1. Guillermino
    Guillermino says:

    This is exactly the problem I am having with code enforcement in the city of ventura now , everything that is depicted in this article is exactly what’s going , from what I just read nothing has changed , as a matter of fact it has accelerated, this corruption needs to stop, the code enforcement has too much power and needs to be re-evaluate and investigated , unfortunately I have to now take legal action against the ventura code enforcement so if you have any similar situation with code enforcement specifically in the city of ventura or directly with senior code enforcement officer Sonia Nims , and would like to help fight the abuse of power by these officials , please feel free to contact me , we are gathering information for a possible class action suit

    • billfrank
      billfrank says:

      Guillermino, thanks for your comment on our blog. It’s a shame that you are experiencing the same problems today that were present in 2013. You even call out Sonia Nims, the senior code enforcement officer. Ultimately, its the City Manager who must control the Code Enforcement officers. There have been three City Managers and several City Councils since 2013. None of them have addressed the problem. What’s more, there’s no indication that anyone on the Council desires to change anything. If you’d like to tell me your story, you can email me directly at:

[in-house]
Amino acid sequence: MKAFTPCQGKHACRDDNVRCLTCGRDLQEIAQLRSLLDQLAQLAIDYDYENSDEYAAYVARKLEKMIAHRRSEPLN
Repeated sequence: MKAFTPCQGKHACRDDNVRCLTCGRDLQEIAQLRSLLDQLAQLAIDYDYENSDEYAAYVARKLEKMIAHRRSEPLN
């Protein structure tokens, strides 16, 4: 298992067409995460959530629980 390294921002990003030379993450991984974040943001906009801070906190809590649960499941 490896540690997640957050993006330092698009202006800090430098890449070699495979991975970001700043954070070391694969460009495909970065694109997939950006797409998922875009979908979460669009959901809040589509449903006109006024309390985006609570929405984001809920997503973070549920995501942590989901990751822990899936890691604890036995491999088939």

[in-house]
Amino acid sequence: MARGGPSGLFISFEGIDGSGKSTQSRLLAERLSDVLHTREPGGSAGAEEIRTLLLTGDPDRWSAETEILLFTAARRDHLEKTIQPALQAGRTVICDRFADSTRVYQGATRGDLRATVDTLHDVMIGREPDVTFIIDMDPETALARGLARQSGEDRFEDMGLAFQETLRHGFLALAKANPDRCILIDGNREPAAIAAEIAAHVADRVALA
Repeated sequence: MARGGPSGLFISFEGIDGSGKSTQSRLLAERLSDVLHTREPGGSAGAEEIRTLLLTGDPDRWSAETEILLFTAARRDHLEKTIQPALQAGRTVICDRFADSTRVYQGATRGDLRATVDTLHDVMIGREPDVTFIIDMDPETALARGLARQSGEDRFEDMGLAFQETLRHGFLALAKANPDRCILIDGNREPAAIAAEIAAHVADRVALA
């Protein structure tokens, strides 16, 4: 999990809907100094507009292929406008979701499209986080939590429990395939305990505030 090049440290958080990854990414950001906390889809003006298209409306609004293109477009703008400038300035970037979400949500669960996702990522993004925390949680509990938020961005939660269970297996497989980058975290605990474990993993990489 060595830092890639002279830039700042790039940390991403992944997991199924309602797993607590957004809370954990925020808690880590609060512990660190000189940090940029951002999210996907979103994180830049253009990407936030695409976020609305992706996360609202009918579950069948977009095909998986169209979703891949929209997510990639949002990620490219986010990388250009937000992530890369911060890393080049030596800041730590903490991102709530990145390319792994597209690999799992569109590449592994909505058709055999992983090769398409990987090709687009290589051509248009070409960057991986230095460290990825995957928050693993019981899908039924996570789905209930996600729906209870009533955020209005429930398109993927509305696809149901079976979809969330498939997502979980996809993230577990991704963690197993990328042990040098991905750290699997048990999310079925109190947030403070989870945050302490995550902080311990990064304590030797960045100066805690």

• Tracy Cortez
      Tracy Cortez says:

      We are experiencing this with the County right now. I own the historic Billiwhack Ranch, purchased in 2018, and have been unable to restore it. Guillermo, I would love to speak with you even though we are dealing with the county and not the city. My email is

    • Jim Harris
      Jim Harris says:

      I’m experiencing extreme issues with Ventura County code enforcement and I am lost on what to do any info would surely help thank you

  2. Tom Cahill
    Tom Cahill says: